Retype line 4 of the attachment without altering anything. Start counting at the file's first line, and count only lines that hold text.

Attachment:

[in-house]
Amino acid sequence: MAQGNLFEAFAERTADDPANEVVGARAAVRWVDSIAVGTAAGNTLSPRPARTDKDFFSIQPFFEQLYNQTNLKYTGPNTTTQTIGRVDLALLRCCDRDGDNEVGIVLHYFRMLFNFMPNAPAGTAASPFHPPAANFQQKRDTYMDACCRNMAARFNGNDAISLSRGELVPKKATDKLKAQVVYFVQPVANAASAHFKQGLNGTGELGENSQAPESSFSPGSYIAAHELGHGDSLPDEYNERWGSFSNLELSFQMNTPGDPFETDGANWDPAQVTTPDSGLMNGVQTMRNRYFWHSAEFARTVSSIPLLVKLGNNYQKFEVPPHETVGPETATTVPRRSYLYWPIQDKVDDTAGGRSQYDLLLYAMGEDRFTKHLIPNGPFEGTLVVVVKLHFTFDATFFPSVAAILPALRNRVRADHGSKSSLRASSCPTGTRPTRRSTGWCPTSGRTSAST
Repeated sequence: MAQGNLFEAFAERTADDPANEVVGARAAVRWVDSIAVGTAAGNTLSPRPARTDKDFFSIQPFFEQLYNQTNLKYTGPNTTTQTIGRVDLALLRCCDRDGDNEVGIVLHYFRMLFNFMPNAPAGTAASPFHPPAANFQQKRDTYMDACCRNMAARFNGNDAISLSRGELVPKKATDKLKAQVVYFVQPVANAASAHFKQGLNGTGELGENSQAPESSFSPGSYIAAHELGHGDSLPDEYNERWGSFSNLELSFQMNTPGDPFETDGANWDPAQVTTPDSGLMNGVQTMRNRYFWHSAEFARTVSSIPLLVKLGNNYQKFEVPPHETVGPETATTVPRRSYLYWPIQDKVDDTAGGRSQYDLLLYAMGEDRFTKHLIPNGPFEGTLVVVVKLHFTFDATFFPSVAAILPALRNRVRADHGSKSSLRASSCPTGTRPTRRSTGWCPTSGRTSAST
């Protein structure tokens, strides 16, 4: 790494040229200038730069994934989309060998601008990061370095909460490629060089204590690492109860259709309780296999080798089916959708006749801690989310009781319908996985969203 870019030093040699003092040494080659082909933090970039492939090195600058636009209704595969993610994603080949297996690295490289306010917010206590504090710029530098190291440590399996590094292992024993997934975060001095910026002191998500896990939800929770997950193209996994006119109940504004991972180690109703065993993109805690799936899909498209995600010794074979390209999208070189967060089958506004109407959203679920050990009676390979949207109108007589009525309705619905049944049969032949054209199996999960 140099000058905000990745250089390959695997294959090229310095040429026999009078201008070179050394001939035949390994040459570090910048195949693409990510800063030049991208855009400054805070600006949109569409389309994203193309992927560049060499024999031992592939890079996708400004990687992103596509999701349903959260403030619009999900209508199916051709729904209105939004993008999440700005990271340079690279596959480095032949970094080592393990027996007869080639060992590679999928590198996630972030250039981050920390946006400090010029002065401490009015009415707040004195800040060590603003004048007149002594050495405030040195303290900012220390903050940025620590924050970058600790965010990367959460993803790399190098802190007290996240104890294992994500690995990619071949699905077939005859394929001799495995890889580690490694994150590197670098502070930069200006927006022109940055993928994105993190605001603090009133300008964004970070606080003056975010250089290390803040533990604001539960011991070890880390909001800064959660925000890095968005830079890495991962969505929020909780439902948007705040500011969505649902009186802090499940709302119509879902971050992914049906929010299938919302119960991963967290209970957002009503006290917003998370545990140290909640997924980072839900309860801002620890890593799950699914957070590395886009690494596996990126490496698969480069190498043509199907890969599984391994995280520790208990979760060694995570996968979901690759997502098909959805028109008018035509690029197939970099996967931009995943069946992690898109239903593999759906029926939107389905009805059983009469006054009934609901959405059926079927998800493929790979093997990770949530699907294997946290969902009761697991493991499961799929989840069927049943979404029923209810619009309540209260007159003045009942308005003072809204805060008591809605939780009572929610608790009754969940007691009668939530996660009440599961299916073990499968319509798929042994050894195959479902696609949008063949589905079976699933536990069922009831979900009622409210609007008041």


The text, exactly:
């Protein structure tokens, strides 16, 4: 790494040229200038730069994934989309060998601008990061370095909460490629060089204590690492109860259709309780296999080798089916959708006749801690989310009781319908996985969203 870019030093040699003092040494080659082909933090970039492939090195600058636009209704595969993610994603080949297996690295490289306010917010206590504090710029530098190291440590399996590094292992024993997934975060001095910026002191998500896990939800929770997950193209996994006119109940504004991972180690109703065993993109805690799936899909498209995600010794074979390209999208070189967060089958506004109407959203679920050990009676390979949207109108007589009525309705619905049944049969032949054209199996999960 140099000058905000990745250089390959695997294959090229310095040429026999009078201008070179050394001939035949390994040459570090910048195949693409990510800063030049991208855009400054805070600006949109569409389309994203193309992927560049060499024999031992592939890079996708400004990687992103596509999701349903959260403030619009999900209508199916051709729904209105939004993008999440700005990271340079690279596959480095032949970094080592393990027996007869080639060992590679999928590198996630972030250039981050920390946006400090010029002065401490009015009415707040004195800040060590603003004048007149002594050495405030040195303290900012220390903050940025620590924050970058600790965010990367959460993803790399190098802190007290996240104890294992994500690995990619071949699905077939005859394929001799495995890889580690490694994150590197670098502070930069200006927006022109940055993928994105993190605001603090009133300008964004970070606080003056975010250089290390803040533990604001539960011991070890880390909001800064959660925000890095968005830079890495991962969505929020909780439902948007705040500011969505649902009186802090499940709302119509879902971050992914049906929010299938919302119960991963967290209970957002009503006290917003998370545990140290909640997924980072839900309860801002620890890593799950699914957070590395886009690494596996990126490496698969480069190498043509199907890969599984391994995280520790208990979760060694995570996968979901690759997502098909959805028109008018035509690029197939970099996967931009995943069946992690898109239903593999759906029926939107389905009805059983009469006054009934609901959405059926079927998800493929790979093997990770949530699907294997946290969902009761697991493991499961799929989840069927049943979404029923209810619009309540209260007159003045009942308005003072809204805060008591809605939780009572929610608790009754969940007691009668939530996660009440599961299916073990499968319509798929042994050894195959479902696609949008063949589905079976699933536990069922009831979900009622409210609007008041």